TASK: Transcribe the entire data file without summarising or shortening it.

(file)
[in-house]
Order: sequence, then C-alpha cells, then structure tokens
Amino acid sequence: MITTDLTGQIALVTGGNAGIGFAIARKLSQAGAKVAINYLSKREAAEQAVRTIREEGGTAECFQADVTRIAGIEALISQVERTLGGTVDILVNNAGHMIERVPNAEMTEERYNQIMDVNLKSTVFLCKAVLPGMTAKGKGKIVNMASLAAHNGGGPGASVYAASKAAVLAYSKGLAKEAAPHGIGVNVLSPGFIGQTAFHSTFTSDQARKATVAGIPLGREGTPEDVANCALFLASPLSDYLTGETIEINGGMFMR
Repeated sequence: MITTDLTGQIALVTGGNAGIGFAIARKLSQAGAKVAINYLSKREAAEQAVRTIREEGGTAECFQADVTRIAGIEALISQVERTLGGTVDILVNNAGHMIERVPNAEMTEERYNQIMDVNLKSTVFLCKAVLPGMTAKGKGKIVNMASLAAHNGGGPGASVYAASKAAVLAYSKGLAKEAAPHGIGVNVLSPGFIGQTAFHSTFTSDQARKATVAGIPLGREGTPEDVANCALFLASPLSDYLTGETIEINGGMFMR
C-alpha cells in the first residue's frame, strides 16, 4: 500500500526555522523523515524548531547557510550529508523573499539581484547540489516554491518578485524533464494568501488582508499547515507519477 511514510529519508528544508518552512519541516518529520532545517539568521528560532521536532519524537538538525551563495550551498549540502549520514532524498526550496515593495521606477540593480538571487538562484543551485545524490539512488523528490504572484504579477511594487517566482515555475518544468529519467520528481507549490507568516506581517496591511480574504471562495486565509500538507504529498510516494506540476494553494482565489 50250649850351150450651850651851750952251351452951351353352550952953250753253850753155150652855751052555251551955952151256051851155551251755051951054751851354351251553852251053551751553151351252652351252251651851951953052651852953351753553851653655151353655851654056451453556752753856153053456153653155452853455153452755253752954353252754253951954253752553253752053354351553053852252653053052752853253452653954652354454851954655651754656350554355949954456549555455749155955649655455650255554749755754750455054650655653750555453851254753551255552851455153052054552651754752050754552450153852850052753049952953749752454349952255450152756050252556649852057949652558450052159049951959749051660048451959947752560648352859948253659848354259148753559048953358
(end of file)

[in-house]
Order: sequence, then C-alpha cells, then structure tokens
Amino acid sequence: MITTDLTGQIALVTGGNAGIGFAIARKLSQAGAKVAINYLSKREAAEQAVRTIREEGGTAECFQADVTRIAGIEALISQVERTLGGTVDILVNNAGHMIERVPNAEMTEERYNQIMDVNLKSTVFLCKAVLPGMTAKGKGKIVNMASLAAHNGGGPGASVYAASKAAVLAYSKGLAKEAAPHGIGVNVLSPGFIGQTAFHSTFTSDQARKATVAGIPLGREGTPEDVANCALFLASPLSDYLTGETIEINGGMFMR
Repeated sequence: MITTDLTGQIALVTGGNAGIGFAIARKLSQAGAKVAINYLSKREAAEQAVRTIREEGGTAECFQADVTRIAGIEALISQVERTLGGTVDILVNNAGHMIERVPNAEMTEERYNQIMDVNLKSTVFLCKAVLPGMTAKGKGKIVNMASLAAHNGGGPGASVYAASKAAVLAYSKGLAKEAAPHGIGVNVLSPGFIGQTAFHSTFTSDQARKATVAGIPLGREGTPEDVANCALFLASPLSDYLTGETIEINGGMFMR
C-alpha cells in the first residue's frame, strides 16, 4: 500500500526555522523523515524548531547557510550529508523573499539581484547540489516554491518578485524533464494568501488582508499547515507519477 511514510529519508528544508518552512519541516518529520532545517539568521528560532521536532519524537538538525551563495550551498549540502549520514532524498526550496515593495521606477540593480538571487538562484543551485545524490539512488523528490504572484504579477511594487517566482515555475518544468529519467520528481507549490507568516506581517496591511480574504471562495486565509500538507504529498510516494506540476494553494482565489 50250649850351150450651850651851750952251351452951351353352550952953250753253850753155150652855751052555251551955952151256051851155551251755051951054751851354351251553852251053551751553151351252652351252251651851951953052651852953351753553851653655151353655851654056451453556752753856153053456153653155452853455153452755253752954353252754253951954253752553253752053354351553053852252653053052752853253452653954652354454851954655651754656350554355949954456549555455749155955649655455650255554749755754750455054650655653750555453851254753551255552851455153052054552651754752050754552450153852850052753049952953749752454349952255450152756050252556649852057949652558450052159049951959749051660048451959947752560648352859948253659848354259148753559048953358